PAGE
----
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Environment & Science

US Back in Paris Climate Accord Helps SUNY ESF Research, NY State Actions on Climate Crisis

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Environmental Experts say the rejoining of the Paris Climate Agreement by the United States will have tangible impacts in New York and right here in Syracuse as well.  Bringing the country back into the accord was among the first Executive Orders signed by President Joe Biden on the day of his inauguration. 

  

"Important," "hopeful," "symbolic" are amont the reactions from the head of the SUNY College of Environmental Science and Forestry.  There’s both a symbolic boost to climate crisis work and a practical one as well.  That’s how SUNY ESF President Joanie Mahoney sees it.  Rejoining the Paris agreement helps, but having the White House go from detractor to supporter might be more significant.

“This leadership by the federal government brings enthusiasm to students who want to study environmental science and forestry.  And I know it will open opportunities for federal grants at the national Science Foundation, national Institutes of Health, Environmental Protection Agency.  The federal agencies all having a mandate now will look to partners like ESF to fund the research,”  said Mahoney.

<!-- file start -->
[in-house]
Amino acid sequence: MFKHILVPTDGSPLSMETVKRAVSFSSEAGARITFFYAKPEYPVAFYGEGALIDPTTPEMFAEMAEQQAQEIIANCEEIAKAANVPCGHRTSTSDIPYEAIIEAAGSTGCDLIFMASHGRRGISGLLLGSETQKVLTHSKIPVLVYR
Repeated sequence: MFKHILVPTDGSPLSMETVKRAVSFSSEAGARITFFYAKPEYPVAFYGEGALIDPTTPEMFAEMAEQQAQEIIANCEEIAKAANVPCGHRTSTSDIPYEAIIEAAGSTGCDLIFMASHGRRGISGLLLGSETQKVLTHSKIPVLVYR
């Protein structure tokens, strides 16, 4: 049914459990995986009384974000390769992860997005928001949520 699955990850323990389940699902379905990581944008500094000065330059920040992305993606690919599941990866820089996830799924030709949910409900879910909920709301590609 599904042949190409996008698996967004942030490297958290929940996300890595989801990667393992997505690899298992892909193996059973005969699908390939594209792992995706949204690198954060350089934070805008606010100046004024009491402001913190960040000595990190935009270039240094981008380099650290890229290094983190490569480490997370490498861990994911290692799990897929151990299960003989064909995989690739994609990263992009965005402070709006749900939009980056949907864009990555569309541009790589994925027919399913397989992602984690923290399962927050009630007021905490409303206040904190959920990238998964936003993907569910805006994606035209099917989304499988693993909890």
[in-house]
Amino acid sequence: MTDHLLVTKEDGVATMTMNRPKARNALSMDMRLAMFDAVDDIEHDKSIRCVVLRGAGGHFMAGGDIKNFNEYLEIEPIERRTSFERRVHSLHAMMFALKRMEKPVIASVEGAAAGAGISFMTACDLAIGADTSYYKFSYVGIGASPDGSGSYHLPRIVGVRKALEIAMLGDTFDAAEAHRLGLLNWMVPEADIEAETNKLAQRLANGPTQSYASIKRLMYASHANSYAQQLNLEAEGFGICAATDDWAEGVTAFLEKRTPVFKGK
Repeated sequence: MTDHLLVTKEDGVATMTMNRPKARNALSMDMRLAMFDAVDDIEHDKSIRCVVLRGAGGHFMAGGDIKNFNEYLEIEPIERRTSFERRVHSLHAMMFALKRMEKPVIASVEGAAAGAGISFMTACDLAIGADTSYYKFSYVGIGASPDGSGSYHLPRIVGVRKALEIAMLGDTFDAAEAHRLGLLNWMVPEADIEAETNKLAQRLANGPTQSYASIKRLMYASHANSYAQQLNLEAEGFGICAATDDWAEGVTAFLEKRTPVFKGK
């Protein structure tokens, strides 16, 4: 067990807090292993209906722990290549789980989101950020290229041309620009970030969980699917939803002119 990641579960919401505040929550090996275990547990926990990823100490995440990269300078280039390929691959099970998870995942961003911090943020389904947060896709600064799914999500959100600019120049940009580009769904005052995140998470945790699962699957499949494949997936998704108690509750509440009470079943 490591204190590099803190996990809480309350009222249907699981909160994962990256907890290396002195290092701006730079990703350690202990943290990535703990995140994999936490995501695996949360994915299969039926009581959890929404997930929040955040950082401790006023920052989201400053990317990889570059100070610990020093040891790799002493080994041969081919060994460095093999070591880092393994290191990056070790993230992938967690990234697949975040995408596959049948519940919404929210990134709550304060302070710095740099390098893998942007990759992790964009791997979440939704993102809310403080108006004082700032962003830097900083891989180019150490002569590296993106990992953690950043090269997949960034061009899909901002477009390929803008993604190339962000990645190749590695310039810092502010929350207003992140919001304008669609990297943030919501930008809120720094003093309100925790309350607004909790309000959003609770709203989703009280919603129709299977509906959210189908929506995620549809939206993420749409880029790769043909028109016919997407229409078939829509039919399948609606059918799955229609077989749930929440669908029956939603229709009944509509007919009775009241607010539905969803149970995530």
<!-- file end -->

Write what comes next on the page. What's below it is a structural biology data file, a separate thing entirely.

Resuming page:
New York passed the Climate Leadership and Community Protection Act more than a year ago, which set ambitious greenhouse gas reduction targets, when Washington was not supportive.  And Mahoney says the Federal action now can only add to the state’s success.

“Putting a seat at the table literally in the President’s cabinet that represents science is going to make the work that we do here at ESF and the work that New York State is doing, and all of these countries across the world, we’re all pulling in the same direction.  We are all setting the same goals; we are far more likely to meet those goals.”

Mahoney adds that even with moves by the Trump administration to deny climate change and ease regulations that would have reduced emissions, research into dealing with the climate crisis continued at ESF and elsewhere. 

“We lost momentum here in the United States in terms of our commitment and form the position of the United States setting the tone.  For the folks that didn’t want to meet those goals, we made it easy.  But the truth is, the work has gone on.  Here at ESF there’s no slowing down on the research that’s being done on climate change.  I’m sure that’s true all across the world.”

She calls it a source of hope that policy in Washington will now work in concert.